Charter School Advisory Committee in Albemarle County begins naming process for new school

Charter School Advisory Committee in Albemarle County begins naming process for new school
Sign for Community Public Charter School and Murray High School. (Source: WVIR)

CHARLOTTESVILLE, Va. (WVIR) - For the first time in nearly two decades, a new school in Albemarle County will be named.

Murray High School and the Community Public Charter Middle School will get the new name in time for the 2020-21 school year.

The school board approved the merger of the two schools in February.

The first step in the renaming should come in the next week, when a community-wide survey goes out to solicit suggestions.

05/13 Albemarle County Public Schools Press Release:

(ALBEMARLE COUNTY, Virginia) – It hasn’t happened in nearly a generation, but a community advisory group has begun meeting to decide on the name for a new school in Albemarle County.

The most recent new school in the division was Baker-Butler, which opened in 2002. Now, the building that houses the school division’s two public charter schools, Murray High School and the Community Public Charter Middle School, will gain a new name in time for the 2020-21 school year.

The process was set in place this past February when the School Board approved the merger of the two schools to create a unified school. In a message to his school community at that time, Chad Ratliff, the principal for both schools, said, “More closely sharing resources, teaching strategies, and ideas from our students as one school, from grades 6-12, not only will build upon the strong foundation for success now in place, but it will open up new opportunities for leadership, for the professional development of our teachers, and for the ambitions of our students.”

These are benefits, Ratliff added, that can be shared across the division. “We function in part as an educational laboratory in our division,” he said. “Our relatively small size and our exploratory curriculum allows us to design and pilot nontraditional learning approaches that are consistent with our division’s mission and goals for all students,” he said.

In March, Ratliff sent out a call for volunteers to serve on the community advisory committee that will recommend a name for the new school. This week, the committee held their organizational meeting.

The head teacher for the high school and middle school, Stephanie Passman, is the committee facilitator. Other staff members on the committee include Ratliff, Lucy Akers Allen, Josh Flaherty, and Julie Stavitski. Also, three parents of current students, Alhena Cleveland, Daphne Latham, and Brian Veerhoff, and two parents from feeder schools, Shelley Blakely and Megan Kopley, are on the committee. Since any student in Albemarle County is eligible to attend the charter school, all schools in the division are considered to be feeder schools.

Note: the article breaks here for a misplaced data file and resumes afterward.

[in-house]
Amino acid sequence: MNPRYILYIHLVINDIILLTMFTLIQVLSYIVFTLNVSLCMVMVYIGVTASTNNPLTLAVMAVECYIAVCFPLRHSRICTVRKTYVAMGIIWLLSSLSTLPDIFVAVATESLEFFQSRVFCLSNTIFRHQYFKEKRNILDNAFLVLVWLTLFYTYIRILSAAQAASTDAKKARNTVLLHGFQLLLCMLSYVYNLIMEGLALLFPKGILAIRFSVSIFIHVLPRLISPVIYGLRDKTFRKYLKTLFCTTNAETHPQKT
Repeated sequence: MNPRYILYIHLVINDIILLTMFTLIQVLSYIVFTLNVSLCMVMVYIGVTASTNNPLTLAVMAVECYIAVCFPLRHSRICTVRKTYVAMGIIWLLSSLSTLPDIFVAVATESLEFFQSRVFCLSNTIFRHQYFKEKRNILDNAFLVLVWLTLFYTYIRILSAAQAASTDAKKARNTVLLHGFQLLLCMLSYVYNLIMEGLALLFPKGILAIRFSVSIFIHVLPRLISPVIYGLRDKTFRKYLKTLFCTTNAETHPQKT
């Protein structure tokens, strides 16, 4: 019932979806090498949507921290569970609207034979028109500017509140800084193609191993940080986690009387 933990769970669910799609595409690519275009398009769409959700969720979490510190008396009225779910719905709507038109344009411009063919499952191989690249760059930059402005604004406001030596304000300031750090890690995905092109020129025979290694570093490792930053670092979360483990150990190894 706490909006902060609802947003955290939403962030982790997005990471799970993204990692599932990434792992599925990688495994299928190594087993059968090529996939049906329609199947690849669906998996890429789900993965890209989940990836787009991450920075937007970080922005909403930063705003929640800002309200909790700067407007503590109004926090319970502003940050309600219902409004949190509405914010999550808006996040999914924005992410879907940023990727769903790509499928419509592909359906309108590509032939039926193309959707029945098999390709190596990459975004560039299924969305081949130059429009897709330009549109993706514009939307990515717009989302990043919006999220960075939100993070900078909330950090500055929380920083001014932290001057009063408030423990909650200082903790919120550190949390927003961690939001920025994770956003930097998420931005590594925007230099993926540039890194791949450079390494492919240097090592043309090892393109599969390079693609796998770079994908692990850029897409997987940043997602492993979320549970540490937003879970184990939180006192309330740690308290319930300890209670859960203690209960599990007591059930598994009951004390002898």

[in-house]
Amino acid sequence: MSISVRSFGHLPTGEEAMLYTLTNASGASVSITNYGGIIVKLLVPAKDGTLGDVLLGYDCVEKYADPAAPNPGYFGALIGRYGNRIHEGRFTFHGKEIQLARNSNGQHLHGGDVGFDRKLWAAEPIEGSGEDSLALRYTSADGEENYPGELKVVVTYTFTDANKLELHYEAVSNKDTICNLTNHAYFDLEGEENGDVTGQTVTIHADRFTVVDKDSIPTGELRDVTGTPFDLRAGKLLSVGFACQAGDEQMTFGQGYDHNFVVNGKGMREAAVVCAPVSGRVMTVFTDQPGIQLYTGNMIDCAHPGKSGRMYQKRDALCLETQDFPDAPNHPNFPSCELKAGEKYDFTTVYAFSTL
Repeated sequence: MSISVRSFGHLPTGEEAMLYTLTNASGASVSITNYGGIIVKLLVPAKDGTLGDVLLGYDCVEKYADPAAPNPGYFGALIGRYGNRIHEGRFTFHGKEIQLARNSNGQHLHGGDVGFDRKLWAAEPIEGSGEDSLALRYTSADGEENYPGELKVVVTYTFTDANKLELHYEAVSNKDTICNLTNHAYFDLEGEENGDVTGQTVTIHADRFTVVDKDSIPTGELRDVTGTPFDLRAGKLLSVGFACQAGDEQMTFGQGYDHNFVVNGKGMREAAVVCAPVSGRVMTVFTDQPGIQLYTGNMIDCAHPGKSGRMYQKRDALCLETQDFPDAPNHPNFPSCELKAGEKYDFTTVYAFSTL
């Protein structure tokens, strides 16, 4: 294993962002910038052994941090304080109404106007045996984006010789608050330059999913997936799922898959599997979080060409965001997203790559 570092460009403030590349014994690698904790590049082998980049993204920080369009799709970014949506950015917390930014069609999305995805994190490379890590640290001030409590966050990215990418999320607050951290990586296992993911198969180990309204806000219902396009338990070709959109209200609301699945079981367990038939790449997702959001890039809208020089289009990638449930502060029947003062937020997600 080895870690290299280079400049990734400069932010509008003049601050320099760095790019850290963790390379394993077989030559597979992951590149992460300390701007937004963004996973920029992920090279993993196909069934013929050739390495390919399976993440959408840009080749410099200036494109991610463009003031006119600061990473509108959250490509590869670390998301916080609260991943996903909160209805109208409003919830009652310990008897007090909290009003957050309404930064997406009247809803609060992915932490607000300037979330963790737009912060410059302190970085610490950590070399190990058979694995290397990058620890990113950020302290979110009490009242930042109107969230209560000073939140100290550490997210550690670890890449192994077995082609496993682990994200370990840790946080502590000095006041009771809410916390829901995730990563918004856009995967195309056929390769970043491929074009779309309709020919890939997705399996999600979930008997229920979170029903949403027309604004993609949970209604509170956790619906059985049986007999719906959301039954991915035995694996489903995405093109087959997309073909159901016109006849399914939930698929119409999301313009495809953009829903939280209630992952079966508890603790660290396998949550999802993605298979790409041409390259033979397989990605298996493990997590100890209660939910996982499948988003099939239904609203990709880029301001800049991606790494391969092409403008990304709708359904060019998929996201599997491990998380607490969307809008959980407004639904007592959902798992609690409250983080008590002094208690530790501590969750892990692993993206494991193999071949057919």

Committee members also include three students, Gwen Cox, Seth Raffinan, and Chloe Root, and two residents who do not have children attending the school, Freddy Jackson and Shereen el Mallah.

“We are housed in a building that originally was Rose Hill Elementary School,” said Passman, explaining that Albemarle County students at that school transferred to what is now Cale Elementary School in 1990 when that new school opened. “This enabled the school division to move its charter school students from V.L. Murray Elementary School where they were located at that time to our current location. The name Murray was kept (without the initials) because the students first moved from V.L. Murray Elementary,” she said.

The committee’s next order of business is to design and distribute a community-wide survey to solicit suggestions for the new school’s name. Passman said that should happen within the next week. The committee will publish a list of names gained from the survey and conduct a public meeting to receive opinions from the community on those names.

Based upon what they hear at the community meeting and their own deliberations, the committee will narrow the list of names under consideration to no more than 10. This shorter list will be the subject of a second community meeting. Eventually, the committee will send a finalist list of three names to Superintendent Dr. Matthew Haas for his review. He in turn will recommend a name for the new school to the School Board.

Consistent with School Board policy, if one of the committee’s list of three names is that of a person, the committee will research that person’s role in the community to ensure it is consistent with the school division’s four values of excellence, young people, community, and respect.

In addition to selecting a name for the new charter school, the school division is reviewing 13 of its schools that are named for individuals. One of those reviews, of Cale Elementary School, has been completed and beginning on July 1, the name of the school will be Mountain View. Information on the policy and process for the naming or the renaming of schools and the progress of those reviews can be found on the school division’s School Naming Review website at

In addition to this website, members of the community also can contact the charter school advisory committee with questions or to offer comments by emailing

“As our Superintendent has said, the opportunity for a school community, including its students, to participate in choosing a name for their school is unique,” Ratliff said. “It encourages all of us to think deeply about what we value in our school, what we want to celebrate in our relationships with one another, our mission, and how we will define success for our graduates. This is the perfect way to take the next step in offering students and families collaborative educational experiences that are on the cutting edge of innovation and excellence,” he said.

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